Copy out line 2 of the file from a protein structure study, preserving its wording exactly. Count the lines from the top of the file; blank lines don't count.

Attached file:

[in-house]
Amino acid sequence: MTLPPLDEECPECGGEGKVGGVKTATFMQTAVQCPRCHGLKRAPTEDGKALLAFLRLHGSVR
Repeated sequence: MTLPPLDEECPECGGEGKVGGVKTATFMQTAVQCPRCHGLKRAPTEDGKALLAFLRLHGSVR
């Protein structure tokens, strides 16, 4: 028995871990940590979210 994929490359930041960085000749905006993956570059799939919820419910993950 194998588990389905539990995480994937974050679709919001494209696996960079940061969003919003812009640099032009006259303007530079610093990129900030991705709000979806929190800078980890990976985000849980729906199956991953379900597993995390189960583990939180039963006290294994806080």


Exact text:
Amino acid sequence: MTLPPLDEECPECGGEGKVGGVKTATFMQTAVQCPRCHGLKRAPTEDGKALLAFLRLHGSVR